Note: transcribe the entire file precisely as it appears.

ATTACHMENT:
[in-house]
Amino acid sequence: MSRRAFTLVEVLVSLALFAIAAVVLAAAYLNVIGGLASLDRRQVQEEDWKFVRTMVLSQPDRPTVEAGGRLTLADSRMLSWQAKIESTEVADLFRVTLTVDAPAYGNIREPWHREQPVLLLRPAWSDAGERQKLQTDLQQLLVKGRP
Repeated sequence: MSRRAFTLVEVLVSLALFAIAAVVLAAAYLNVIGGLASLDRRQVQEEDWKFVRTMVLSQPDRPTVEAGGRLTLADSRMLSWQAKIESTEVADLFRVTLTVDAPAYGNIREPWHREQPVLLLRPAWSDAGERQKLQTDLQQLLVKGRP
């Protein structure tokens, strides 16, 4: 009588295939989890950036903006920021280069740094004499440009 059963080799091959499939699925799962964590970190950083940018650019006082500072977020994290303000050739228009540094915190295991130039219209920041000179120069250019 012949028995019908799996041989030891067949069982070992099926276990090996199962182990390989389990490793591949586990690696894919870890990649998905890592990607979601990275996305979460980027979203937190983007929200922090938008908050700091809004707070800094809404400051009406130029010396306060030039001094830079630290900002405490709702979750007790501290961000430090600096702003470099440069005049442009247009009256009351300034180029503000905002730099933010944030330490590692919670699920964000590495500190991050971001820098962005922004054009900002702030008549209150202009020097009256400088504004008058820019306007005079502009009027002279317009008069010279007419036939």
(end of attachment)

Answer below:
[in-house]
Amino acid sequence: MSRRAFTLVEVLVSLALFAIAAVVLAAAYLNVIGGLASLDRRQVQEEDWKFVRTMVLSQPDRPTVEAGGRLTLADSRMLSWQAKIESTEVADLFRVTLTVDAPAYGNIREPWHREQPVLLLRPAWSDAGERQKLQTDLQQLLVKGRP
Repeated sequence: MSRRAFTLVEVLVSLALFAIAAVVLAAAYLNVIGGLASLDRRQVQEEDWKFVRTMVLSQPDRPTVEAGGRLTLADSRMLSWQAKIESTEVADLFRVTLTVDAPAYGNIREPWHREQPVLLLRPAWSDAGERQKLQTDLQQLLVKGRP
């Protein structure tokens, strides 16, 4: 009588295939989890950036903006920021280069740094004499440009 059963080799091959499939699925799962964590970190950083940018650019006082500072977020994290303000050739228009540094915190295991130039219209920041000179120069250019 012949028995019908799996041989030891067949069982070992099926276990090996199962182990390989389990490793591949586990690696894919870890990649998905890592990607979601990275996305979460980027979203937190983007929200922090938008908050700091809004707070800094809404400051009406130029010396306060030039001094830079630290900002405490709702979750007790501290961000430090600096702003470099440069005049442009247009009256009351300034180029503000905002730099933010944030330490590692919670699920964000590495500190991050971001820098962005922004054009900002702030008549209150202009020097009256400088504004008058820019306007005079502009009027002279317009008069010279007419036939």